Everything you need to know about relationships you can learn from watching Dexter and Scrubs. Okay, that’s probably not true. But I really dig both shows, and I like what I’ve gleaned from both character’s approaches to life.

Dexter, the sociopath who lives a life of lies, is amazingly good at self care. JD, the incredibly sensitive open book, is self destructive bordering on masochistic. And while it’s a not likely the popular judgment, and I’m finding my own eyebrows raise as I write this, Dexter is actually the better friend of the two. The serial killer who refers to himself as a monster. And not the Lady Gaga kind.

A lot of us struggle with being friends to ourselves. As Ian and I discussed, it’s easy to be unfairly hard on ourselves, and treat us in ways we’d never treat other people. We judge ourselves too harshly, rarely give ourselves a break, and expect too much too often for too long. Not all of us, of course, but those of use who struggle with being our own friends.

Being your own friend means treating yourself with respect. It means going out of your way to do nice things for yourself, to care for yourself when you’re ill or down, and to love yourself unconditionally, even when you screw up. Being your own friend means seeing the good in your actions, instead of focusing on the bad. It means that you’re always there for you, through thick and thin, when things are great, and when things are not so great. Being your own friend means treating yourself like a human being, the same as (or better) as you treat other human beings.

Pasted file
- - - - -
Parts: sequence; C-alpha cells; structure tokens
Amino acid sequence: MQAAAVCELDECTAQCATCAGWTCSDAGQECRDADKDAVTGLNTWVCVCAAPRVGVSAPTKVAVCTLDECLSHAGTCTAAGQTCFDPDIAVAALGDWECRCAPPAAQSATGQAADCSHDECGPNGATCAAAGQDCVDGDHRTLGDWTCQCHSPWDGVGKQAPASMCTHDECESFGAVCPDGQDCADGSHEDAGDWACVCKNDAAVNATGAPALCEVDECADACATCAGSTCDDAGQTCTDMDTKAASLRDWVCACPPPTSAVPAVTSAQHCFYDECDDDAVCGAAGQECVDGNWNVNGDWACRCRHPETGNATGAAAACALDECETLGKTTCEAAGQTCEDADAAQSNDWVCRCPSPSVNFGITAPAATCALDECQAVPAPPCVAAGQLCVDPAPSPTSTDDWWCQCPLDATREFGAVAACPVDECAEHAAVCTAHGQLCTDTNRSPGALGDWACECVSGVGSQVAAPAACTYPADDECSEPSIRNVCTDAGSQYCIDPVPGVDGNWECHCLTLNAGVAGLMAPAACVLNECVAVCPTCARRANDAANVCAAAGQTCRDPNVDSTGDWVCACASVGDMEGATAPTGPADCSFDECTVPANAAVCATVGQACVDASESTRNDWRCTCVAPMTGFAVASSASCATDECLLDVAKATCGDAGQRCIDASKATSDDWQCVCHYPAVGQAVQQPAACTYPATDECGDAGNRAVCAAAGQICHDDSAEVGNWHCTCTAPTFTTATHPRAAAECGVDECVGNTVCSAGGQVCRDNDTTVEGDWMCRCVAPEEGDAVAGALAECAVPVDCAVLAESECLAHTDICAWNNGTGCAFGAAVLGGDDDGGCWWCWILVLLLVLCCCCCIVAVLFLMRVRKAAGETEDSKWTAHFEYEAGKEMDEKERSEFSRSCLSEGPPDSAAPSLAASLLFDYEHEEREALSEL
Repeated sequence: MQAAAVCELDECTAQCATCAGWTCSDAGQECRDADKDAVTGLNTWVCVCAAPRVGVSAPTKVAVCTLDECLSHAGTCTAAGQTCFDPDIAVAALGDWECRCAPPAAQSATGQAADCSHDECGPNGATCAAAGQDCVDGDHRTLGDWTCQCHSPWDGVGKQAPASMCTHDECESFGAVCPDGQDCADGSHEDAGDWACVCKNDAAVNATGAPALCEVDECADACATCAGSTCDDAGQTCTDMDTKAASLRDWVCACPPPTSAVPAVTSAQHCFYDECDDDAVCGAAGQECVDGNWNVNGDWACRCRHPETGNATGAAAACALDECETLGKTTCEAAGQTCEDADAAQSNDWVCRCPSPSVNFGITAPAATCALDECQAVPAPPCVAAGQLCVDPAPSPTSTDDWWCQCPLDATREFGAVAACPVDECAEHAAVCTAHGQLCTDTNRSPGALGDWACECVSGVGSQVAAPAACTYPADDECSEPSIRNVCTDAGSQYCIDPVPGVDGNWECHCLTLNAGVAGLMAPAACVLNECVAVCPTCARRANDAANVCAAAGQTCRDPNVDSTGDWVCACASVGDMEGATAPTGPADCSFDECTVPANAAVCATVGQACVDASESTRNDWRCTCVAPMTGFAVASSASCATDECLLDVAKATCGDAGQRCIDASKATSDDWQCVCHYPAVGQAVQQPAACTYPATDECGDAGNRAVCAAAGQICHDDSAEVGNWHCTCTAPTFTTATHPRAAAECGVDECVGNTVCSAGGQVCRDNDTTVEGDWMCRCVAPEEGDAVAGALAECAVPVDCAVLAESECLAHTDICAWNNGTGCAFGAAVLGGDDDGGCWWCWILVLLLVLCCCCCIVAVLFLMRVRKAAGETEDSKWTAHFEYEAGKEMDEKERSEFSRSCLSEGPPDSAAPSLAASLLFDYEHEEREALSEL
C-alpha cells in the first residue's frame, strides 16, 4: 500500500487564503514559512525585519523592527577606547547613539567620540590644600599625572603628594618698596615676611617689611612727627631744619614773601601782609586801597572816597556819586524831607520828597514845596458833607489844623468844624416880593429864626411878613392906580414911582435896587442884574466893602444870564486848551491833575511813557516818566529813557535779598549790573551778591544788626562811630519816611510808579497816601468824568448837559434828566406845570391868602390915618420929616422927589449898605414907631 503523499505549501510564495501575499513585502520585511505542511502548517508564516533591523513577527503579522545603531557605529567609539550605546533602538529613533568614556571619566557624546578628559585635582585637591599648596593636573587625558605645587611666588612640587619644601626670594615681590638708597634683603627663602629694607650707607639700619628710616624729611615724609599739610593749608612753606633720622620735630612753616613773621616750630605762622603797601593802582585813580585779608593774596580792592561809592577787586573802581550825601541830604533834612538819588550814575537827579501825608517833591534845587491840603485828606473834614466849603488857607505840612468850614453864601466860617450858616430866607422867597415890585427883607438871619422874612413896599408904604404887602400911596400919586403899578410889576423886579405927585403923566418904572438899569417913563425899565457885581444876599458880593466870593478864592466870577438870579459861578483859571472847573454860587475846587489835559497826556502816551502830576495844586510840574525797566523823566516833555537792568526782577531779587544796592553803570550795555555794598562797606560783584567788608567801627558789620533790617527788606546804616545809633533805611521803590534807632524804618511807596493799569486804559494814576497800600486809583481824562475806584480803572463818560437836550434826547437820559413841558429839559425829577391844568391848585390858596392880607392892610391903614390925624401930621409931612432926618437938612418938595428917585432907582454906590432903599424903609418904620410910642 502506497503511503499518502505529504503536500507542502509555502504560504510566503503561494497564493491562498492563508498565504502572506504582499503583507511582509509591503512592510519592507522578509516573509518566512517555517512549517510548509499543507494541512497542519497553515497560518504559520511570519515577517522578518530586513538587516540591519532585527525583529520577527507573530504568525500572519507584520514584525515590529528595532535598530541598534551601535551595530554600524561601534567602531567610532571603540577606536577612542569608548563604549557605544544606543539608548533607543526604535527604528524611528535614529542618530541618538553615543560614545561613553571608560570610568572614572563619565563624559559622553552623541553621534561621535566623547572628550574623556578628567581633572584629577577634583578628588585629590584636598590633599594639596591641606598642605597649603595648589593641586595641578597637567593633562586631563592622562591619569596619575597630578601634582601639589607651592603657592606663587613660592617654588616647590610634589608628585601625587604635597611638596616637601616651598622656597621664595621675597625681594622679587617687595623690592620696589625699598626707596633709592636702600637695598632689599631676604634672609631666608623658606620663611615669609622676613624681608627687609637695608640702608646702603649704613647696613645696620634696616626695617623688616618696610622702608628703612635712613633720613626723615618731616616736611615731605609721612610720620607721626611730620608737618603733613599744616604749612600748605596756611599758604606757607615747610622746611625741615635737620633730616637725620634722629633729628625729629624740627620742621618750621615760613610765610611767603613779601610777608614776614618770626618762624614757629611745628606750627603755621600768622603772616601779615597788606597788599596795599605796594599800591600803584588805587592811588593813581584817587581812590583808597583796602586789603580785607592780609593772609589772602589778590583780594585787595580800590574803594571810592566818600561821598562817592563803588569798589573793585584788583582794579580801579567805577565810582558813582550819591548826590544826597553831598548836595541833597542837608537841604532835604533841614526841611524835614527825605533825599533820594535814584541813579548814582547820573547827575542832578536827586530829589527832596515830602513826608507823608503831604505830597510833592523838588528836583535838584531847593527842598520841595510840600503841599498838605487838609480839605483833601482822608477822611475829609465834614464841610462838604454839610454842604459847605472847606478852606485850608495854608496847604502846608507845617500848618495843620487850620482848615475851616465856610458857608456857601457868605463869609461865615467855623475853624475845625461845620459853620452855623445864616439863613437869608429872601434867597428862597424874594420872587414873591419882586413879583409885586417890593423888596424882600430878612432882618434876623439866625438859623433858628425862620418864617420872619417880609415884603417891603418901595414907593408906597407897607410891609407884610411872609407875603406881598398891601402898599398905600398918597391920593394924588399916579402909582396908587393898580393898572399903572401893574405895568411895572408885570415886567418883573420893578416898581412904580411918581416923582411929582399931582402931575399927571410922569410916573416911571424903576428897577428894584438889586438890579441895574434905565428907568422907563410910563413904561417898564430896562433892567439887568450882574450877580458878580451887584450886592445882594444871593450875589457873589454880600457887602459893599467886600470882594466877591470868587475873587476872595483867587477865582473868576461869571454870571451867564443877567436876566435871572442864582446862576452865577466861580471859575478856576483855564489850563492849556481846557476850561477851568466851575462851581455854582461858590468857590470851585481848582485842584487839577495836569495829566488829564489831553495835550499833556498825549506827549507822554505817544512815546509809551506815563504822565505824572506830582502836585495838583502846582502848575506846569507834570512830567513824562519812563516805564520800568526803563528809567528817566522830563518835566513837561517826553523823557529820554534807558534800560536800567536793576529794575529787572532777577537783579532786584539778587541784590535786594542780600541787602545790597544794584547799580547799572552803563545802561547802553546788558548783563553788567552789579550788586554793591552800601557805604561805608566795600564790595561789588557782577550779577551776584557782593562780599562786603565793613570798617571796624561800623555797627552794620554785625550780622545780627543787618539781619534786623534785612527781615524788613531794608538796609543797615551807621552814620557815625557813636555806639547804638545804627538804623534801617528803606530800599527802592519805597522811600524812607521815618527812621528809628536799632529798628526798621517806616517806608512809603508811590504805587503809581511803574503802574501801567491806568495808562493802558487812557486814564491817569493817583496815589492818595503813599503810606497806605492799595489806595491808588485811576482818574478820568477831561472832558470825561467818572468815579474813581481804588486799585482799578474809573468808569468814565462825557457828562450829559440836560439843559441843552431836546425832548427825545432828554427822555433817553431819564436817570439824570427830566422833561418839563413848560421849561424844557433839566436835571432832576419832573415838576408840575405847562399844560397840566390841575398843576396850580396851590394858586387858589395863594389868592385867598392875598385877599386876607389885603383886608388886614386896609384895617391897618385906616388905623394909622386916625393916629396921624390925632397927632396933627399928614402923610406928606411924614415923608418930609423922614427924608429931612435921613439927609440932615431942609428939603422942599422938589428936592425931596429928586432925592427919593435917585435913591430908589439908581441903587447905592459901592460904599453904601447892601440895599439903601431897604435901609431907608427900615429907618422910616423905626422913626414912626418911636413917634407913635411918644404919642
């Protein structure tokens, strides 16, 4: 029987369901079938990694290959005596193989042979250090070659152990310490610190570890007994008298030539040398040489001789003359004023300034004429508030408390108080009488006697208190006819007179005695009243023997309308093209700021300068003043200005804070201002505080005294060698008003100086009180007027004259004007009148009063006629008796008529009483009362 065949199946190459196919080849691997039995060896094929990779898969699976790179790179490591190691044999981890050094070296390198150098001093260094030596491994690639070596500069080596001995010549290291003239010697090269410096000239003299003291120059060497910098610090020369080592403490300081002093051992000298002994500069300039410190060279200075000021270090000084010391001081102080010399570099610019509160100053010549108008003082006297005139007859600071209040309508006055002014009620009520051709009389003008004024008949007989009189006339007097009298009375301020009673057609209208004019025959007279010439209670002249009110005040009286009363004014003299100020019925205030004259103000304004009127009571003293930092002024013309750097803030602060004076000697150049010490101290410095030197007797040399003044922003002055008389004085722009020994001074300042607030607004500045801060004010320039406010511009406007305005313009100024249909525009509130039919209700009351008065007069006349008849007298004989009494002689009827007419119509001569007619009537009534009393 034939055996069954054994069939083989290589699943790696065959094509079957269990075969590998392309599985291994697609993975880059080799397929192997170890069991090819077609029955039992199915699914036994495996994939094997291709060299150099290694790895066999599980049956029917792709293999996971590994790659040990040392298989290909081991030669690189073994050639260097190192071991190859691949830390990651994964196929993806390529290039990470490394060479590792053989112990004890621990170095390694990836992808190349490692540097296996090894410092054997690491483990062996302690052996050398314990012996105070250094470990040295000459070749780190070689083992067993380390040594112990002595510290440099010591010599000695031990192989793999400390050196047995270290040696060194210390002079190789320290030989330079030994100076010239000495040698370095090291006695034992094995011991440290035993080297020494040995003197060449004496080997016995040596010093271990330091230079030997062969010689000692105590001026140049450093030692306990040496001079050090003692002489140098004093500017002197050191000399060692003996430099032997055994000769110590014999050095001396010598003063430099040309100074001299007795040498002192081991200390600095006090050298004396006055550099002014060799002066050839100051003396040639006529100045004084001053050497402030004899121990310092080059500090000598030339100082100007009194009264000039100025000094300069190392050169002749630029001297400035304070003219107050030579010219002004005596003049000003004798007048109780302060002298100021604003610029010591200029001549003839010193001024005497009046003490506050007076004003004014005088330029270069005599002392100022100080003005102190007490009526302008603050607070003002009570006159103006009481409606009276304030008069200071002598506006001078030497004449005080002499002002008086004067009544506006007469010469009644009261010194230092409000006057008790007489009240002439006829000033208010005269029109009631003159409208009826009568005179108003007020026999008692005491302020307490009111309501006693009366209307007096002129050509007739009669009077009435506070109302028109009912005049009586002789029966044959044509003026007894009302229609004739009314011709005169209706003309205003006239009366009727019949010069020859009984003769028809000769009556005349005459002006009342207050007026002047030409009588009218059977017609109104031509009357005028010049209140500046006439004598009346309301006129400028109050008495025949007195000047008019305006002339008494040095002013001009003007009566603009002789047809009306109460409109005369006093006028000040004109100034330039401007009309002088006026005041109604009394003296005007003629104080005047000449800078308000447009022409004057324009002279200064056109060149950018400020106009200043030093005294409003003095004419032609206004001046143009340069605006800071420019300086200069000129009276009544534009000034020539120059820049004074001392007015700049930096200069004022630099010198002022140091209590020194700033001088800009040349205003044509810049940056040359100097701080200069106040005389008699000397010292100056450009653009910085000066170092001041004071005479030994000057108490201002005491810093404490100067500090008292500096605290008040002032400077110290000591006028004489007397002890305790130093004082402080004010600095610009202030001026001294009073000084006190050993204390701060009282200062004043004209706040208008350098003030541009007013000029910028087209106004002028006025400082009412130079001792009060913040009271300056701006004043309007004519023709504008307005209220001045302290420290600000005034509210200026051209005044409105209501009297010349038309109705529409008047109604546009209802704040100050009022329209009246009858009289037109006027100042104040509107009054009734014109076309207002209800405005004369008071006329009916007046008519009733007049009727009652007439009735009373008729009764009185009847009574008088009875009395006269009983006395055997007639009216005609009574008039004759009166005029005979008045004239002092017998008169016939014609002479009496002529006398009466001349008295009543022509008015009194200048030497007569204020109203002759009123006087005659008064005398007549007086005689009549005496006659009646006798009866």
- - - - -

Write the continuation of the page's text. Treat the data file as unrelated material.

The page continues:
We often try to find people to complete us, both in friendships and romantic relationships. We want people who will make us better, on whom we can rely, who will make us happy, make our lives good.

But you need to be that for yourself. You need to be complete. You need to make yourself be better, and rely on yourself to make yourself happy. You’re the only one who can make your life good. Trying to fork that responsibility over onto someone else will never end well. In a good case scenario, you’ll end up with a codependent relationship (the kind many of us are currently in, in a variety of different capacities). And in a worst case scenario you’ll never find someone to fill that vacancy, and live a vacant, unhappy life.

There’s this old proverb that says, “Sweep before your own door first.” It’s perfect for what I’m trying to say here. If you don’t have a clean door step, you’re just going to track your dirt whoever you go, into other people’s houses, and others are going to track it into yours. Sweeping before your own door means caring for yourself, finding ways to love and support yourself, and, ultimately, being your own friend first.

It’s great to want to be a good friend to other people. The best way you can do that is by being a good friend to you.